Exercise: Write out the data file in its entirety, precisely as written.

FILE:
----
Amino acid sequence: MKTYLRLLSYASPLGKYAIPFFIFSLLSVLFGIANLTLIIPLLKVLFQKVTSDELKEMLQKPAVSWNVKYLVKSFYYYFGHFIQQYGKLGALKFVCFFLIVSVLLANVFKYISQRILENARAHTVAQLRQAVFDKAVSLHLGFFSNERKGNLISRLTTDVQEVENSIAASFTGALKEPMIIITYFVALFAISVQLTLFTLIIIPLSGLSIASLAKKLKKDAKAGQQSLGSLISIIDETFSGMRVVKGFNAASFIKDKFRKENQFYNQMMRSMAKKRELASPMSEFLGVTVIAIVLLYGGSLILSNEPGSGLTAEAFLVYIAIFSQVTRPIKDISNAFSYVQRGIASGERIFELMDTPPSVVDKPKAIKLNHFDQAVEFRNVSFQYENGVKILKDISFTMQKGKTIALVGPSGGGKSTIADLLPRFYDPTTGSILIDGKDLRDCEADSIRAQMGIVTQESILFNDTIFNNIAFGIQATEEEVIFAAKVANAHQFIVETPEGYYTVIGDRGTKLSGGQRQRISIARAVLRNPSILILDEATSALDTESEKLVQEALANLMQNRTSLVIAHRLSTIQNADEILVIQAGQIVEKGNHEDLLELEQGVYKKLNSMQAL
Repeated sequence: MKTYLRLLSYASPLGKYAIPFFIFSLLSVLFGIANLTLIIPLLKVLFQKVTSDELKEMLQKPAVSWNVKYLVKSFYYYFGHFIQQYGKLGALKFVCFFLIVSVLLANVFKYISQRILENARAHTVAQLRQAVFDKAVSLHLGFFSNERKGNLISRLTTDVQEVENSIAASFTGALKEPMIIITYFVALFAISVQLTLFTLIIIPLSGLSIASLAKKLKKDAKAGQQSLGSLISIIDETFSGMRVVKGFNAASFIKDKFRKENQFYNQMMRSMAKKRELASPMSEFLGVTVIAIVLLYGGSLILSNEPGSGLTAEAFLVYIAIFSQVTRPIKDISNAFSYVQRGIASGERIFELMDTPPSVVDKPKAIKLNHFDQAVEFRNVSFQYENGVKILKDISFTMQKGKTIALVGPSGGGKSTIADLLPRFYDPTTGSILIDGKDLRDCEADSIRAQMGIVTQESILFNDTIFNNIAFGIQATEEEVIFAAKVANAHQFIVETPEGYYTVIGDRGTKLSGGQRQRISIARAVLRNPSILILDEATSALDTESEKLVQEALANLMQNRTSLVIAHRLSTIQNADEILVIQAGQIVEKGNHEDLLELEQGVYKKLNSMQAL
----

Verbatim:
Amino acid sequence: MKTYLRLLSYASPLGKYAIPFFIFSLLSVLFGIANLTLIIPLLKVLFQKVTSDELKEMLQKPAVSWNVKYLVKSFYYYFGHFIQQYGKLGALKFVCFFLIVSVLLANVFKYISQRILENARAHTVAQLRQAVFDKAVSLHLGFFSNERKGNLISRLTTDVQEVENSIAASFTGALKEPMIIITYFVALFAISVQLTLFTLIIIPLSGLSIASLAKKLKKDAKAGQQSLGSLISIIDETFSGMRVVKGFNAASFIKDKFRKENQFYNQMMRSMAKKRELASPMSEFLGVTVIAIVLLYGGSLILSNEPGSGLTAEAFLVYIAIFSQVTRPIKDISNAFSYVQRGIASGERIFELMDTPPSVVDKPKAIKLNHFDQAVEFRNVSFQYENGVKILKDISFTMQKGKTIALVGPSGGGKSTIADLLPRFYDPTTGSILIDGKDLRDCEADSIRAQMGIVTQESILFNDTIFNNIAFGIQATEEEVIFAAKVANAHQFIVETPEGYYTVIGDRGTKLSGGQRQRISIARAVLRNPSILILDEATSALDTESEKLVQEALANLMQNRTSLVIAHRLSTIQNADEILVIQAGQIVEKGNHEDLLELEQGVYKKLNSMQAL
Repeated sequence: MKTYLRLLSYASPLGKYAIPFFIFSLLSVLFGIANLTLIIPLLKVLFQKVTSDELKEMLQKPAVSWNVKYLVKSFYYYFGHFIQQYGKLGALKFVCFFLIVSVLLANVFKYISQRILENARAHTVAQLRQAVFDKAVSLHLGFFSNERKGNLISRLTTDVQEVENSIAASFTGALKEPMIIITYFVALFAISVQLTLFTLIIIPLSGLSIASLAKKLKKDAKAGQQSLGSLISIIDETFSGMRVVKGFNAASFIKDKFRKENQFYNQMMRSMAKKRELASPMSEFLGVTVIAIVLLYGGSLILSNEPGSGLTAEAFLVYIAIFSQVTRPIKDISNAFSYVQRGIASGERIFELMDTPPSVVDKPKAIKLNHFDQAVEFRNVSFQYENGVKILKDISFTMQKGKTIALVGPSGGGKSTIADLLPRFYDPTTGSILIDGKDLRDCEADSIRAQMGIVTQESILFNDTIFNNIAFGIQATEEEVIFAAKVANAHQFIVETPEGYYTVIGDRGTKLSGGQRQRISIARAVLRNPSILILDEATSALDTESEKLVQEALANLMQNRTSLVIAHRLSTIQNADEILVIQAGQIVEKGNHEDLLELEQGVYKKLNSMQAL